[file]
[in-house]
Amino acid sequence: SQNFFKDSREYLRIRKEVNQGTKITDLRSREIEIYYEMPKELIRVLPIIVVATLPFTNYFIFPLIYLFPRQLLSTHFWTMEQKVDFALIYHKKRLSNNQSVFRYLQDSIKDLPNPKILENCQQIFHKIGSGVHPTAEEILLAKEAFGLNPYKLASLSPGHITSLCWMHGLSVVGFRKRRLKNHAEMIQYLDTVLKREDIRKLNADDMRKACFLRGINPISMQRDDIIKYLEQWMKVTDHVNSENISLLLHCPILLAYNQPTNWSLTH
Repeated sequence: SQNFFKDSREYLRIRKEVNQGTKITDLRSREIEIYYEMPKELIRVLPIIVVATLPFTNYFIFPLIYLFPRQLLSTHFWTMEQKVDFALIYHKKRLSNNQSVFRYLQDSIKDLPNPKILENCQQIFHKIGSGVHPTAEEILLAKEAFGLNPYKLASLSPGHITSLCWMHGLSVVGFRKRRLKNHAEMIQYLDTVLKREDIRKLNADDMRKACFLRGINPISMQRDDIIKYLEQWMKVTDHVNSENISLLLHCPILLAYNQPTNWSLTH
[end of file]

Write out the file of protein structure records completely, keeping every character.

[in-house]
Amino acid sequence: SQNFFKDSREYLRIRKEVNQGTKITDLRSREIEIYYEMPKELIRVLPIIVVATLPFTNYFIFPLIYLFPRQLLSTHFWTMEQKVDFALIYHKKRLSNNQSVFRYLQDSIKDLPNPKILENCQQIFHKIGSGVHPTAEEILLAKEAFGLNPYKLASLSPGHITSLCWMHGLSVVGFRKRRLKNHAEMIQYLDTVLKREDIRKLNADDMRKACFLRGINPISMQRDDIIKYLEQWMKVTDHVNSENISLLLHCPILLAYNQPTNWSLTH
Repeated sequence: SQNFFKDSREYLRIRKEVNQGTKITDLRSREIEIYYEMPKELIRVLPIIVVATLPFTNYFIFPLIYLFPRQLLSTHFWTMEQKVDFALIYHKKRLSNNQSVFRYLQDSIKDLPNPKILENCQQIFHKIGSGVHPTAEEILLAKEAFGLNPYKLASLSPGHITSLCWMHGLSVVGFRKRRLKNHAEMIQYLDTVLKREDIRKLNADDMRKACFLRGINPISMQRDDIIKYLEQWMKVTDHVNSENISLLLHCPILLAYNQPTNWSLTH